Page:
Linda said she can't see why marriage makes a difference, unless you feel a religious imperative. Pictured: Linda and second husband Christian, with son Thomas

Linda claimed that marriage doesn’t make a difference unless it is religiously motivated. Pictured: Linda and second husband Christian, with son Thomas

When I met the man who would become the father of our son in his early 30s, we had no intention of marrying. Although we had discussed getting married around Thomas’s birth, there was so much going on that it never became a priority. As a feminist, Gloria Steinem’s famous pronouncement, ‘I can’t mate in captivity’, played over and over in my mind. It was my first marriage that felt like an oppressive experience. The status quo of cohabitation worked out well for us.

After 15 years, our marriage was over, and we decided to do a 180-degree turn in 1999. After a debilitating illness, and several business failures, it was time for a more positive outlook. A wedding was a great idea to commemorate our success in the darkest times. In retrospect, it wasn’t, because the cracks that had begun to open up during those difficult years were already starting to show.

Our marriage ended eight years later. While I have no doubt that a stable, loving relationship provides the best environment in which to raise children, unless you feel a religious imperative, I really can’t see why marriage makes a difference.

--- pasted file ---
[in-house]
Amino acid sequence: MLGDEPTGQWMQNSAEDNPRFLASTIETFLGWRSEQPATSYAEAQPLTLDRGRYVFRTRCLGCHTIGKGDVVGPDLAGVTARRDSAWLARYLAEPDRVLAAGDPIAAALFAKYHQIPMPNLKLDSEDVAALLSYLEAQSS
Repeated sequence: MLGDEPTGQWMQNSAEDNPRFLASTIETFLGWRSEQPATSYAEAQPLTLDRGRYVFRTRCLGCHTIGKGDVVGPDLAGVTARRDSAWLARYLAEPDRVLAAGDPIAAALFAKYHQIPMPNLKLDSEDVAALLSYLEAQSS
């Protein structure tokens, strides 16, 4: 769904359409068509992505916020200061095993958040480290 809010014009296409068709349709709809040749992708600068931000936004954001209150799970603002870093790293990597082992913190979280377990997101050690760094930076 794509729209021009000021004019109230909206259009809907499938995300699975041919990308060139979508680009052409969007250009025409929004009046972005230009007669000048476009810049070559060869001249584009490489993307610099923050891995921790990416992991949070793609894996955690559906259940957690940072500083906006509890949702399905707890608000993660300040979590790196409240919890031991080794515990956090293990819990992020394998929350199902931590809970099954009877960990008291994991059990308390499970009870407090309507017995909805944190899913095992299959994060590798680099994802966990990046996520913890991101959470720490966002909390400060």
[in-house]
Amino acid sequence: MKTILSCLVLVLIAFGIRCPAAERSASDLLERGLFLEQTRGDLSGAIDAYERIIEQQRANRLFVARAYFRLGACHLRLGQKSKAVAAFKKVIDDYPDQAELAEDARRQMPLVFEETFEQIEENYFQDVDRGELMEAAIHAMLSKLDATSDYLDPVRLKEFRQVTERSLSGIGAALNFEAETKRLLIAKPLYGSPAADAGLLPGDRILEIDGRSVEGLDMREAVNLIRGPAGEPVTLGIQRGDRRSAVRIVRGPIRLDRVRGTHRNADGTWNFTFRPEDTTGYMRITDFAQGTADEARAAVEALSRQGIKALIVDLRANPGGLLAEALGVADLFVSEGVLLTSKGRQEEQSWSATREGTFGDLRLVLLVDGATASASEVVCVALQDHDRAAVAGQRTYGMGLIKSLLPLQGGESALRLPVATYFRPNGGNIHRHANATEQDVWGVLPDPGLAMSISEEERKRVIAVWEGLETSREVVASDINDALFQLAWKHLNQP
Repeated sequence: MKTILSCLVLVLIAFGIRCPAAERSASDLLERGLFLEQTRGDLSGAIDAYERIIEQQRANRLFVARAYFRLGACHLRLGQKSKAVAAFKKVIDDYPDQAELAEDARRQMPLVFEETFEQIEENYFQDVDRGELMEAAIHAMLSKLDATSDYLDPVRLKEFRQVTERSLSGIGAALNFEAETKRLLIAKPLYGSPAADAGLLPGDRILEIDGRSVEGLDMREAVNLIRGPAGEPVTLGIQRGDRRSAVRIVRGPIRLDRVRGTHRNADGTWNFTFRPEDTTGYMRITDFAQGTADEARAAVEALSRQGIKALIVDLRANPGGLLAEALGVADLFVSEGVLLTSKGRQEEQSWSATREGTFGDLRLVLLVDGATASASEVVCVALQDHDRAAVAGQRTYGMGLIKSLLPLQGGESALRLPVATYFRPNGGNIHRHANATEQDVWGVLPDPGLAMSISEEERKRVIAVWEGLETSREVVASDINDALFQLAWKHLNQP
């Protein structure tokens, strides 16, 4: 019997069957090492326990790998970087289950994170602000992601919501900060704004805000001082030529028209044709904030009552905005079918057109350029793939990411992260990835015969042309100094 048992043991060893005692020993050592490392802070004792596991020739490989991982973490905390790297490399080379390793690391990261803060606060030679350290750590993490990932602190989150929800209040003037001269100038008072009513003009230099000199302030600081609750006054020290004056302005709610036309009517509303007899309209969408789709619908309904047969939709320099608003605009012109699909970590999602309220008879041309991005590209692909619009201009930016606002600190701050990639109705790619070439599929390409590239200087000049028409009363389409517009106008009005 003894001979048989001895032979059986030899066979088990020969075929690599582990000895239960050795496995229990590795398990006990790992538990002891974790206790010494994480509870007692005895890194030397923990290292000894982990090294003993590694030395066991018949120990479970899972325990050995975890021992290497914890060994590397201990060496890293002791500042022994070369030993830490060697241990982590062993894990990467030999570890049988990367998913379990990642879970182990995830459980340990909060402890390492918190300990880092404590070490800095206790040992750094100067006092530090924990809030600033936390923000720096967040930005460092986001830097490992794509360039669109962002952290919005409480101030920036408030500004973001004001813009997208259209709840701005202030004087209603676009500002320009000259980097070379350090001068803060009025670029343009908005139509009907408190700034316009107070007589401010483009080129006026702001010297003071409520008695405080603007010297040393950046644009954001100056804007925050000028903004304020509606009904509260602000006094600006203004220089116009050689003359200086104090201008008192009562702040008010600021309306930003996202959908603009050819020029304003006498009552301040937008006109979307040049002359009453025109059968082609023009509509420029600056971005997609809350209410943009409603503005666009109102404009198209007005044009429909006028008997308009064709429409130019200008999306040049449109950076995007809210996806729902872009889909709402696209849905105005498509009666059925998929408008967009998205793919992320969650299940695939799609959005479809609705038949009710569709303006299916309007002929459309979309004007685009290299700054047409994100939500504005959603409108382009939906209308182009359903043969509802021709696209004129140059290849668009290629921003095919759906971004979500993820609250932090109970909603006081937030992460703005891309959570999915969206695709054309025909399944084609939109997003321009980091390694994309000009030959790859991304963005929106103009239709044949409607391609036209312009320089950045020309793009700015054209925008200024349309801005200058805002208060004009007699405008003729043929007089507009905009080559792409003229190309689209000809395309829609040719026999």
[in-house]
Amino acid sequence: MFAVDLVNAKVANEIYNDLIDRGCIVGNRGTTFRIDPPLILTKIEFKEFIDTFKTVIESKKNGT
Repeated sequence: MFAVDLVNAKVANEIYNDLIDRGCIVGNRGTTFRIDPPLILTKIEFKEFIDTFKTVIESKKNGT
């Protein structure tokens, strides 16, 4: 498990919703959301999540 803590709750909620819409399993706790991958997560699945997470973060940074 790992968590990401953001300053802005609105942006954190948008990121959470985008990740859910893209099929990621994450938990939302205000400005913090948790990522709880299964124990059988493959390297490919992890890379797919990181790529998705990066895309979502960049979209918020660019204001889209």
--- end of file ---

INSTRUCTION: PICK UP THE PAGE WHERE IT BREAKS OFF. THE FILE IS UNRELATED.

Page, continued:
Marital bliss does not necessarily guarantee loyalty, long-term success, fidelity, and staying with your spouse in good health as well.

Linda (pictured) said Ron doesn't feel insecure and they are romantically in sync, making them wedded in most intents and purposes

Linda (pictured), said Ron isn’t insecure, and that they feel romantically connected. They are therefore happily married in all intents and purposes. 

Ron is my beloved partner and I cherish him. He has many ways that I can show my affection for me. I am also grown-up enough to be a pragmatist rather than a romantic and don’t feel there’s something intrinsically distasteful about discussing money matters in an open and honest way.

When I asked Ron why he wanted to marry me, he didn’t even mention the word love, though I know, without doubt, that he does love me. What he did say was that for quite a few years after we met, things felt slightly tentative — he felt a tad insecure. He believed that we would be united by marriage.

Ron no longer feels insecure and now we’re romantically in sync. We are married to each other for all intents and purposes. I am ‘step-granny’ to Ron’s grandson and would be prepared to take in either of his 30-something daughters should the need arise. He’s close to me and my entire family loves him.

‘I commit to someone and that’s it — I don’t have to prove it,’ said Karen Millen of her decade-long relationship. These are my feelings.